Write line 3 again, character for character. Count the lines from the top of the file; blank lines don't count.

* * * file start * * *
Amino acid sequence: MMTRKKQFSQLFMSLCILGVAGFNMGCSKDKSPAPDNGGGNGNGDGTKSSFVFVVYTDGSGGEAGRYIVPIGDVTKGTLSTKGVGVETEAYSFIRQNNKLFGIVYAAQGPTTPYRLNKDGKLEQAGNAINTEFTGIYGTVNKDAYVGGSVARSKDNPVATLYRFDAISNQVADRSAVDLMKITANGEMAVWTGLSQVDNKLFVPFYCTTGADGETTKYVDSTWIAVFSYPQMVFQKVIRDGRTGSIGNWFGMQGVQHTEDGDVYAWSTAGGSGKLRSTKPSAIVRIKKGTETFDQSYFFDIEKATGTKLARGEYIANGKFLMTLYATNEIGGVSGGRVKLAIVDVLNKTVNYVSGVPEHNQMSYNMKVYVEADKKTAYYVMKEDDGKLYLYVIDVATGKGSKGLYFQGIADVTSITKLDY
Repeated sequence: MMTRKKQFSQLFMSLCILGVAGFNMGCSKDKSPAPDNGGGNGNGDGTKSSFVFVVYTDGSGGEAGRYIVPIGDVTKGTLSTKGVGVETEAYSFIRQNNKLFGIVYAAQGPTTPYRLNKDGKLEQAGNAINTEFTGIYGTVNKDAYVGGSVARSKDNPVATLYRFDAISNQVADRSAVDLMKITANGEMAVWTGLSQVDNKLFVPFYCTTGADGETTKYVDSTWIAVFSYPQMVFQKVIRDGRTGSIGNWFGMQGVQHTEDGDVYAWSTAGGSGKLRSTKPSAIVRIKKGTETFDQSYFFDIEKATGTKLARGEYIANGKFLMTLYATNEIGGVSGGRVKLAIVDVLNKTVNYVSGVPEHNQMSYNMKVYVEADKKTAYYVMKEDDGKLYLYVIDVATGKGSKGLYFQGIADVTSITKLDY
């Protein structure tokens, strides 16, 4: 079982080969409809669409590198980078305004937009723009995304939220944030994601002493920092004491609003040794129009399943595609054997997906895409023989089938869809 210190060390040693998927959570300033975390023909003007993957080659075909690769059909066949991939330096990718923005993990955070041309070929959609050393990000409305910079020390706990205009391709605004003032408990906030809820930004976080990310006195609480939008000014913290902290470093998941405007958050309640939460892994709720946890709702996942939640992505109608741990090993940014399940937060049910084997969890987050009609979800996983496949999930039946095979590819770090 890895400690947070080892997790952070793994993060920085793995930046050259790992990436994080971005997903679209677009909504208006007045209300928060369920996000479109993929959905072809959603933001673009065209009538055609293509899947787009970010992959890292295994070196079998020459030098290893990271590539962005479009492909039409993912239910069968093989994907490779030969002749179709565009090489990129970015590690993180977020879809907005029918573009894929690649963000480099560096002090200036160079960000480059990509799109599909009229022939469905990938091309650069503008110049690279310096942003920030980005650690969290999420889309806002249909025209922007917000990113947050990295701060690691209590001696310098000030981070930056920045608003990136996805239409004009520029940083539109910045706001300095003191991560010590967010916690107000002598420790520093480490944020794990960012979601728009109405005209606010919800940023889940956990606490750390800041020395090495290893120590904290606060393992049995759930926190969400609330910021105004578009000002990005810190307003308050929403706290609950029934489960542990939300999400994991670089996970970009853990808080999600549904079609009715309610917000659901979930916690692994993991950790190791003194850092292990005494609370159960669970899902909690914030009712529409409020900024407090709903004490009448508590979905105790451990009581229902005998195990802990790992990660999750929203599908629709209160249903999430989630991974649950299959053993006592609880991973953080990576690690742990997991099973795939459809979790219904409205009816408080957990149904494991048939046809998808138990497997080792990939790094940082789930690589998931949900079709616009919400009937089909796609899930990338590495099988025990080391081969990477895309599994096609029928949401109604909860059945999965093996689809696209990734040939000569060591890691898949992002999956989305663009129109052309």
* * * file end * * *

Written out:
């Protein structure tokens, strides 16, 4: 079982080969409809669409590198980078305004937009723009995304939220944030994601002493920092004491609003040794129009399943595609054997997906895409023989089938869809 210190060390040693998927959570300033975390023909003007993957080659075909690769059909066949991939330096990718923005993990955070041309070929959609050393990000409305910079020390706990205009391709605004003032408990906030809820930004976080990310006195609480939008000014913290902290470093998941405007958050309640939460892994709720946890709702996942939640992505109608741990090993940014399940937060049910084997969890987050009609979800996983496949999930039946095979590819770090 890895400690947070080892997790952070793994993060920085793995930046050259790992990436994080971005997903679209677009909504208006007045209300928060369920996000479109993929959905072809959603933001673009065209009538055609293509899947787009970010992959890292295994070196079998020459030098290893990271590539962005479009492909039409993912239910069968093989994907490779030969002749179709565009090489990129970015590690993180977020879809907005029918573009894929690649963000480099560096002090200036160079960000480059990509799109599909009229022939469905990938091309650069503008110049690279310096942003920030980005650690969290999420889309806002249909025209922007917000990113947050990295701060690691209590001696310098000030981070930056920045608003990136996805239409004009520029940083539109910045706001300095003191991560010590967010916690107000002598420790520093480490944020794990960012979601728009109405005209606010919800940023889940956990606490750390800041020395090495290893120590904290606060393992049995759930926190969400609330910021105004578009000002990005810190307003308050929403706290609950029934489960542990939300999400994991670089996970970009853990808080999600549904079609009715309610917000659901979930916690692994993991950790190791003194850092292990005494609370159960669970899902909690914030009712529409409020900024407090709903004490009448508590979905105790451990009581229902005998195990802990790992990660999750929203599908629709209160249903999430989630991974649950299959053993006592609880991973953080990576690690742990997991099973795939459809979790219904409205009816408080957990149904494991048939046809998808138990497997080792990939790094940082789930690589998931949900079709616009919400009937089909796609899930990338590495099988025990080391081969990477895309599994096609029928949401109604909860059945999965093996689809696209990734040939000569060591890691898949992002999956989305663009129109052309």